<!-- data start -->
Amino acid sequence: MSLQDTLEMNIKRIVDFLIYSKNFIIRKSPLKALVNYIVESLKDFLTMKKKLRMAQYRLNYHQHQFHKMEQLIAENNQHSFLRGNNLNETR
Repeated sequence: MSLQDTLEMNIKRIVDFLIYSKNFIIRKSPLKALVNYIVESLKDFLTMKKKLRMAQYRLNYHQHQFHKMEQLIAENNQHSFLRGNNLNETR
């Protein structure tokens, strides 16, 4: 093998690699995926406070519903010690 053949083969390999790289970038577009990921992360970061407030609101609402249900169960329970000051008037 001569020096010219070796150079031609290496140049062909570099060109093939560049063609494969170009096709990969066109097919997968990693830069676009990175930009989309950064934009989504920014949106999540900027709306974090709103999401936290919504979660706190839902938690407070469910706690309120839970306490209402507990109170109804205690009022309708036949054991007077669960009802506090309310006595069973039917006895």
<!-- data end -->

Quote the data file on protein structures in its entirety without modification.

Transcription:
Amino acid sequence: MSLQDTLEMNIKRIVDFLIYSKNFIIRKSPLKALVNYIVESLKDFLTMKKKLRMAQYRLNYHQHQFHKMEQLIAENNQHSFLRGNNLNETR
Repeated sequence: MSLQDTLEMNIKRIVDFLIYSKNFIIRKSPLKALVNYIVESLKDFLTMKKKLRMAQYRLNYHQHQFHKMEQLIAENNQHSFLRGNNLNETR
């Protein structure tokens, strides 16, 4: 093998690699995926406070519903010690 053949083969390999790289970038577009990921992360970061407030609101609402249900169960329970000051008037 001569020096010219070796150079031609290496140049062909570099060109093939560049063609494969170009096709990969066109097919997968990693830069676009990175930009989309950064934009989504920014949106999540900027709306974090709103999401936290919504979660706190839902938690407070469910706690309120839970306490209402507990109170109804205690009022309708036949054991007077669960009802506090309310006595069973039917006895």